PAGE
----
Aerodynamic Effects of End Plates on Biplane Wings

Document Type

Conference Paper

Publication Date


Publication Source

46th AIAA Aerospace Sciences Meeting and Exhibit


The aerodynamic performance and associated flow physics of box wings at low Reynolds number as a function of variation in gap and stagger were experimentally investigated. To reduce the experimental parametric space for flow physics investigations, a set of cases were strategically selected based on results from a vortex lattice study. The effects of gap and stagger appear to be the dominating effects for biplanes joined at the tips by endplates; Gap was found to have the greatest effect and stagger the second greatest effect on the aerodynamic performance of a biplane with endplates using both inviscid computational and experimental techniques.

Efforts to discern the optimal balance between reduced lift induced drag due to the presence of the endplate and additional skin friction drag also due to the presence of the endplate are ongoing. Several areas were identified where the integrated force results did not agree well with the inviscid computational model. These areas will be subsequently further investigated using PIV in the Treffitz plane and streamwise near wake to determine whether or not the difference truly come from viscous effects. Initial attempts at using PIV to determine drag through momentum integral methods have had mixed results; however it is likely most of the problems encountered can be eliminated using suggestions discussed above. Ultimately, a combination of vortex lattice method, integrated force measurement, streamwise PIV, and Treffitz plan Stereo PIV will be used to better characterize the flowfield behind biplane lifting surfaces in an attempt to determine the configuration with the optimal aerodynamic performance.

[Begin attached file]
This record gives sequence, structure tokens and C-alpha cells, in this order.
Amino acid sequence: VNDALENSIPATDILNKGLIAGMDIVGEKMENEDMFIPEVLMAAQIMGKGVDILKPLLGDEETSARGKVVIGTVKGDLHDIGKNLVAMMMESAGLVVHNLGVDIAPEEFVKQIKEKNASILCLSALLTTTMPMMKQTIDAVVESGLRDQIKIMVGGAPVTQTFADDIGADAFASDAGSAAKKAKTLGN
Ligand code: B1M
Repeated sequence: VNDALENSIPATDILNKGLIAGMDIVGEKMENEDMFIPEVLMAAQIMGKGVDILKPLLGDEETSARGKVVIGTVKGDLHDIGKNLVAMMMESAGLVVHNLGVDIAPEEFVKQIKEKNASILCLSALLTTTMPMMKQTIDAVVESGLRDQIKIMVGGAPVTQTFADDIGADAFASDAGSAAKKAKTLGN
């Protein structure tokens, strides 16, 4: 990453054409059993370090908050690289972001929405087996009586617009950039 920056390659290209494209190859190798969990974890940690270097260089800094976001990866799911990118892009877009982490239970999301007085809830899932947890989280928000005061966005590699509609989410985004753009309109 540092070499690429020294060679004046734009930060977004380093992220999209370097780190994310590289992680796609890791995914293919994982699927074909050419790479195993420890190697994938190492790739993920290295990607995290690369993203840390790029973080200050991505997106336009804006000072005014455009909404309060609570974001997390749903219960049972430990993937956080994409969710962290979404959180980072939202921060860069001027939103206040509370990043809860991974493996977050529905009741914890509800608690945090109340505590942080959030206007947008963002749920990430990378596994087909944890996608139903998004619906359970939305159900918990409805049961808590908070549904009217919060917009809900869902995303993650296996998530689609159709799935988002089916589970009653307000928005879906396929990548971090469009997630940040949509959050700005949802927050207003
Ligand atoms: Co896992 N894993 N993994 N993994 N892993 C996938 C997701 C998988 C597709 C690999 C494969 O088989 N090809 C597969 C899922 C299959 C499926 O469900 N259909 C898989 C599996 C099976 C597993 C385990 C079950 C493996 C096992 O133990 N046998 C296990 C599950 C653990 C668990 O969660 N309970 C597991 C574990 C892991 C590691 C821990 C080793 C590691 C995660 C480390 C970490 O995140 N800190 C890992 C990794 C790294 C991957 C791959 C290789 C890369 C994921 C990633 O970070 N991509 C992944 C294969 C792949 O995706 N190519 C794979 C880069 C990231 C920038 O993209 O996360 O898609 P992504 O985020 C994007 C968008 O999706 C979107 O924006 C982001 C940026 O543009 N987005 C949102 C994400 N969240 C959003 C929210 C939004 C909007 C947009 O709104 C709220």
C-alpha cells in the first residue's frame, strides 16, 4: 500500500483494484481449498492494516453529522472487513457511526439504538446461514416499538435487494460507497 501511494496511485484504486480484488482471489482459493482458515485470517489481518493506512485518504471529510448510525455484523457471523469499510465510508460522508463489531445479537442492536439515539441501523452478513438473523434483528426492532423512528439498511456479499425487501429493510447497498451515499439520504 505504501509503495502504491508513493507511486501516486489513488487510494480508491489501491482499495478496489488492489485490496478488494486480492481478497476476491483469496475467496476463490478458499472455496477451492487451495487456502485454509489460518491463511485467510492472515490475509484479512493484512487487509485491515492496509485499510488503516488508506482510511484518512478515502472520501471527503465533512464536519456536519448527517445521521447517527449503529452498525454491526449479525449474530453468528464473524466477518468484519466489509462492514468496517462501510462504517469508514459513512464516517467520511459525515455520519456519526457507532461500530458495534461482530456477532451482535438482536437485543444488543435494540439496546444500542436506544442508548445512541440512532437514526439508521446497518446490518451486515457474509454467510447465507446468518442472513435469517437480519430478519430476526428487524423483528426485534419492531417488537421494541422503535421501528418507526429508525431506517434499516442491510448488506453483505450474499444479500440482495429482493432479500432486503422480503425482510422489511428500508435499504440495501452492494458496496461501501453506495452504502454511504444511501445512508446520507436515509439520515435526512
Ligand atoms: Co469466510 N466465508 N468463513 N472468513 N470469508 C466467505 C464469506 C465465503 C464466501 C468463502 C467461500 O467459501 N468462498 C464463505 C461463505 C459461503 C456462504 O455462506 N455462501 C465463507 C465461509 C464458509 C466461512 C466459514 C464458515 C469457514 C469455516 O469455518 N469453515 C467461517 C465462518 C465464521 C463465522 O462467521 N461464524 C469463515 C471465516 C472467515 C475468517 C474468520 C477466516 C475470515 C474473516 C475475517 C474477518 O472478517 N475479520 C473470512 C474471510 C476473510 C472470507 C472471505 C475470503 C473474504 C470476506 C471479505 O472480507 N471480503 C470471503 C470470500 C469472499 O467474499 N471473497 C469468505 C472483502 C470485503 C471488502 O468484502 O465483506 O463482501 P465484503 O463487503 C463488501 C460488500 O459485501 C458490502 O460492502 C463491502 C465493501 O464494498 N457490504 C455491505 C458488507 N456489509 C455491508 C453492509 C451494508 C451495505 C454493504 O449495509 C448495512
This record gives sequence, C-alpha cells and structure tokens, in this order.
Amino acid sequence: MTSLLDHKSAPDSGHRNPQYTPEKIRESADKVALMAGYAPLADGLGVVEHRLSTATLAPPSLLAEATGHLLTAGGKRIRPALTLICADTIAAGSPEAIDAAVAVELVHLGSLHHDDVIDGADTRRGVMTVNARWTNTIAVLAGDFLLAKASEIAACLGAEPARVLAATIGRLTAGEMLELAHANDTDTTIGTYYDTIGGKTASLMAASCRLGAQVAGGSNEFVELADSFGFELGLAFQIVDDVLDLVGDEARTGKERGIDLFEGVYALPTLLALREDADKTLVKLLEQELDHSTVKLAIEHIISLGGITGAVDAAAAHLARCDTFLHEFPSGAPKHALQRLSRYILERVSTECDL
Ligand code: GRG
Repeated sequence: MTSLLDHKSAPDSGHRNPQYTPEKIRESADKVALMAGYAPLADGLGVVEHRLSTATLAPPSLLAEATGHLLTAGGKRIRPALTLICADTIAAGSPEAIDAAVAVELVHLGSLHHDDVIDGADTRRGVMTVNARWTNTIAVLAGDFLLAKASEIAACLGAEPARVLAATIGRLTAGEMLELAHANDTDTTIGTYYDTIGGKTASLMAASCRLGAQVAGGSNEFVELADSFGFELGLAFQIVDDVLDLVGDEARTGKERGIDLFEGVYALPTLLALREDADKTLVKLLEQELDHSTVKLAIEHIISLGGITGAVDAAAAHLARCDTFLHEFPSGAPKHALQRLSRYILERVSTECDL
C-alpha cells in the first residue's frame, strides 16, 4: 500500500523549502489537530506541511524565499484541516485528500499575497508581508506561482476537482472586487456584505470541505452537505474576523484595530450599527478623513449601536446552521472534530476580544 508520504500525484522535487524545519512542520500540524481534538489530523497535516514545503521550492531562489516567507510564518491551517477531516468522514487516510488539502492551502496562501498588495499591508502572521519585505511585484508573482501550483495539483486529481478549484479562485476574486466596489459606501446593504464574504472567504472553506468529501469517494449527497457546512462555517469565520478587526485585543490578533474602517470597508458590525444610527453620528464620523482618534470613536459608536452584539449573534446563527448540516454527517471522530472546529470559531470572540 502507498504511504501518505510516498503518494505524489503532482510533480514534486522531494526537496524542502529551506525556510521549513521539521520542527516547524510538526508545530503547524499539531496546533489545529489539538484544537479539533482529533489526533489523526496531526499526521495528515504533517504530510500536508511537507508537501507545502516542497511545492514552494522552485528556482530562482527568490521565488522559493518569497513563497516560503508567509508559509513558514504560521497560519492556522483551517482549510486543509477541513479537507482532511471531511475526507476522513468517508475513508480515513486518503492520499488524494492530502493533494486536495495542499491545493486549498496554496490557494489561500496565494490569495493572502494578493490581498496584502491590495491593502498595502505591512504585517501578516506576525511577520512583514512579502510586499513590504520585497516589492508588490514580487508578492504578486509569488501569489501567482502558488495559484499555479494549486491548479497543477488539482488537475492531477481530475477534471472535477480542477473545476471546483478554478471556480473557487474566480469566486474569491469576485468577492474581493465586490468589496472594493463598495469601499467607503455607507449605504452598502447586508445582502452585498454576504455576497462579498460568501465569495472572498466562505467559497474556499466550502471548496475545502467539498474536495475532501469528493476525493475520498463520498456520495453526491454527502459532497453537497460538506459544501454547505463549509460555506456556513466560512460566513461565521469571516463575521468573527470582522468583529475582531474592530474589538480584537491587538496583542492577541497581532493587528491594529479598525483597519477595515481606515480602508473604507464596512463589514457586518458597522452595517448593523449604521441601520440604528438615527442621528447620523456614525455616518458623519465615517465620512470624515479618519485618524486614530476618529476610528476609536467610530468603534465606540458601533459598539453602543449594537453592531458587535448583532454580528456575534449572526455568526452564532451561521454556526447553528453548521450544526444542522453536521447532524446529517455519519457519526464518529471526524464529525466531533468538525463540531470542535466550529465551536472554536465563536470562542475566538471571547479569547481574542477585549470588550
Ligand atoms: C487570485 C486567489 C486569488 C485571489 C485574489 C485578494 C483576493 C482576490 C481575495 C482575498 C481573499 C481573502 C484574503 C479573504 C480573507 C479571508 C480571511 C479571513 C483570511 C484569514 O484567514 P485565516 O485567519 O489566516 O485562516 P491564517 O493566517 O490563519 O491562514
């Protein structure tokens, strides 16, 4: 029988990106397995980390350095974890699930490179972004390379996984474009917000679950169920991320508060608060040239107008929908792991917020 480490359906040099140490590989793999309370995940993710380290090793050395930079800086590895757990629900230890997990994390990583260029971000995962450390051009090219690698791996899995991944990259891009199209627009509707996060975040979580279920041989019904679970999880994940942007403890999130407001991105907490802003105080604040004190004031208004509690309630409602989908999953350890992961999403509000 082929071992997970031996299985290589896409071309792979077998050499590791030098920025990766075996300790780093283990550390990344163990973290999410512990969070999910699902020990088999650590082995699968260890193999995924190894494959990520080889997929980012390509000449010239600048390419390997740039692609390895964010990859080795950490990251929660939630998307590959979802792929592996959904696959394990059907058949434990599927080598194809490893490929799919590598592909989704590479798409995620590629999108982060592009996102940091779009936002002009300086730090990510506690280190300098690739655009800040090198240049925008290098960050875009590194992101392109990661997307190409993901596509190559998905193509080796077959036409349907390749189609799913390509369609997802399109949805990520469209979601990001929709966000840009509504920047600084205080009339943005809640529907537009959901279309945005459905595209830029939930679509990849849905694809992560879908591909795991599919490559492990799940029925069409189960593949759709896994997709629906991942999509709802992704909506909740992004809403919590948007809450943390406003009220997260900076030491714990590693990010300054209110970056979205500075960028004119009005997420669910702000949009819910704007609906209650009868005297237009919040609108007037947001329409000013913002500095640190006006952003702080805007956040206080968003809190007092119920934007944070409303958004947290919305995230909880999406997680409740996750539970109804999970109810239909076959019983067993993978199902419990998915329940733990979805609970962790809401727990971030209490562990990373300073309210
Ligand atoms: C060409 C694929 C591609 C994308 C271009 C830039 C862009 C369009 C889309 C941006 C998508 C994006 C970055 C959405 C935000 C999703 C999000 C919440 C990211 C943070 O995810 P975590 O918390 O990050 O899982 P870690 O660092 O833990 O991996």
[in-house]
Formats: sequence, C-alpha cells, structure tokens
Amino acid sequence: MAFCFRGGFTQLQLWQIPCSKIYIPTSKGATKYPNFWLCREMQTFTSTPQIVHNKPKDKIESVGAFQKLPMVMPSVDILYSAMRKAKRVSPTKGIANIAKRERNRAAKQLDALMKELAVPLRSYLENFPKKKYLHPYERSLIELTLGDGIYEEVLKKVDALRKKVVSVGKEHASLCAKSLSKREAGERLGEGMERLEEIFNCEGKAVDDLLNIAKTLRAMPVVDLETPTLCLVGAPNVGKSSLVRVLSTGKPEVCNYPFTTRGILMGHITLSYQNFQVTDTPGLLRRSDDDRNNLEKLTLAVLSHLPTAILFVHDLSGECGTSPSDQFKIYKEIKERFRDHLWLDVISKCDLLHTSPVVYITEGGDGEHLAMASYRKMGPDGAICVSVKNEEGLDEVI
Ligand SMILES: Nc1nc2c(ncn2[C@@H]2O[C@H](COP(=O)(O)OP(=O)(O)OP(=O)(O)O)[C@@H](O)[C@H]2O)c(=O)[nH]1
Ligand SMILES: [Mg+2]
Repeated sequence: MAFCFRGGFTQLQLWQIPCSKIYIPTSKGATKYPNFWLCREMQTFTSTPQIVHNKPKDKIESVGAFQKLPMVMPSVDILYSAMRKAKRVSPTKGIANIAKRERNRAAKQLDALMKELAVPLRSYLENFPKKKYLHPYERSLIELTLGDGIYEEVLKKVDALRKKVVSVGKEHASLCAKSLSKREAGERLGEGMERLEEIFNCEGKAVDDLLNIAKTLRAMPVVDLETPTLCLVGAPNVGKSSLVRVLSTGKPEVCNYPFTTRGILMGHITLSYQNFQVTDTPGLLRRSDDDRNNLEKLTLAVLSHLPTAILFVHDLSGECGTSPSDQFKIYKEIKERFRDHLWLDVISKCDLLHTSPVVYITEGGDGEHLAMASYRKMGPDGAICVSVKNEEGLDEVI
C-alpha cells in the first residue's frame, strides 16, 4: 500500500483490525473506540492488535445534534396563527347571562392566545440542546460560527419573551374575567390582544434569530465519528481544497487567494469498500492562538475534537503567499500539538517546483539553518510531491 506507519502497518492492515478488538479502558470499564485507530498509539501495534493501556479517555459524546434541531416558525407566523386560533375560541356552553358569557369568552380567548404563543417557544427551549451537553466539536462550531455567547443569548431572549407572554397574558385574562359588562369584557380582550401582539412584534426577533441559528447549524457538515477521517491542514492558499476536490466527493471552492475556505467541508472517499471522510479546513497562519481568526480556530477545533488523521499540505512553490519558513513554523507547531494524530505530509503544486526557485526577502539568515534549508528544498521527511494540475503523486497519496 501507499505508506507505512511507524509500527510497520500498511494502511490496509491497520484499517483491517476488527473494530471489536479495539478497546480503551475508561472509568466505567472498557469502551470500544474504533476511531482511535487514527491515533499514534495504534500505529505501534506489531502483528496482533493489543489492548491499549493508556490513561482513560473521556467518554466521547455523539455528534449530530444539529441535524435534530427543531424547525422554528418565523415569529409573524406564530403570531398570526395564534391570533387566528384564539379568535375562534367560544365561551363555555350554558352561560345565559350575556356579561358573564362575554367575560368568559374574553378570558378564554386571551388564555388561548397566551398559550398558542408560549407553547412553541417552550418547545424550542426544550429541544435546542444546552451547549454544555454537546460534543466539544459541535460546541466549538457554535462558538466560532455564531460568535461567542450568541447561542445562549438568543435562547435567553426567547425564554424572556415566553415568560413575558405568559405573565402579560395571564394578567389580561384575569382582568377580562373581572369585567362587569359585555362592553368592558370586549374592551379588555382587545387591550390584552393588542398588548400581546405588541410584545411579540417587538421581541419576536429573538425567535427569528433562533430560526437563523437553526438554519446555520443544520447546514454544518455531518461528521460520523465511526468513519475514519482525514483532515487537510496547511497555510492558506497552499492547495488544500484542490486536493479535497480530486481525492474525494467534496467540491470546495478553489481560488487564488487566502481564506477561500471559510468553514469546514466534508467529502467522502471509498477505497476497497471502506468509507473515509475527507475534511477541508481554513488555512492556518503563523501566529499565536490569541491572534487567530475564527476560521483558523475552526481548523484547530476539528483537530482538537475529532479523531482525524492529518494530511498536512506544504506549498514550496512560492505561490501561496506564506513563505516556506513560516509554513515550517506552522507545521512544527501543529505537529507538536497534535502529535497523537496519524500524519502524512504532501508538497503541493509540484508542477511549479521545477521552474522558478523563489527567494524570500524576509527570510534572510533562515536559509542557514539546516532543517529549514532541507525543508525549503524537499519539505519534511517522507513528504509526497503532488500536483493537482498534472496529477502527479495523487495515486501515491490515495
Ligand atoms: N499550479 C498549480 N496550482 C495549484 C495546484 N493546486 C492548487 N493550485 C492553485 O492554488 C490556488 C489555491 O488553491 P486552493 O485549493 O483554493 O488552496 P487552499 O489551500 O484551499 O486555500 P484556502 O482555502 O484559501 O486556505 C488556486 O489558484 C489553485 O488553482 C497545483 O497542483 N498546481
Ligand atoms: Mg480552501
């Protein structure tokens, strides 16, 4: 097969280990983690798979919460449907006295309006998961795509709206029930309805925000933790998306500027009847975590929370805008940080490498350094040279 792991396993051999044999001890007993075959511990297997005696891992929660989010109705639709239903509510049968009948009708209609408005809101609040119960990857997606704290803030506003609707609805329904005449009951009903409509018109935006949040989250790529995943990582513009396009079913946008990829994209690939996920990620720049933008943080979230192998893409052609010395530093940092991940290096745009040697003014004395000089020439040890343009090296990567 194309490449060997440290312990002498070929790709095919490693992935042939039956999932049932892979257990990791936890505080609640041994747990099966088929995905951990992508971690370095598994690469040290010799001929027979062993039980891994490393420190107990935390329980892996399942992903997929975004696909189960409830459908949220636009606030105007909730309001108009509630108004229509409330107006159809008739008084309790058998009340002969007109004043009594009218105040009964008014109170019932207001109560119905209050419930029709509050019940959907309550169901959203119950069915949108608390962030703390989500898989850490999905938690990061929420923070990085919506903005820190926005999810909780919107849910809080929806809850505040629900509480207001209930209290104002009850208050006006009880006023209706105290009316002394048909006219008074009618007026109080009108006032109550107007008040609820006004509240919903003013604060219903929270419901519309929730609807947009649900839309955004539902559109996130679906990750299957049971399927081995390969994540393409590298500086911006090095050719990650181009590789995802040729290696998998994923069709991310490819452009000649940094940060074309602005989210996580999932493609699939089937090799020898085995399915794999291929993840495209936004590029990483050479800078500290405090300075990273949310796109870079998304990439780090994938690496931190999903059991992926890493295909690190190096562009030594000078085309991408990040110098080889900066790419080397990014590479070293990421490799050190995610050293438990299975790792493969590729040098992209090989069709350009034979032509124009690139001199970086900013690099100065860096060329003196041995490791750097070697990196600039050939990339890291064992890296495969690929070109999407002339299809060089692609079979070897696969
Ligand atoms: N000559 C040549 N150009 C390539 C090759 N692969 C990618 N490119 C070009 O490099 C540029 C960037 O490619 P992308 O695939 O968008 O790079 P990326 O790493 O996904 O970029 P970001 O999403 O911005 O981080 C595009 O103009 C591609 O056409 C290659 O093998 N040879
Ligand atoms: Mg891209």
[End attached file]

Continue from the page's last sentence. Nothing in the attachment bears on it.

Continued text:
These results will be subsequently used in an effort to potentially exploit any beneficial effects identified in other configurational contexts.




Permission documentation is on file.


American Institute of Aeronautics and Astronautics

Place of Publication

Reno, NV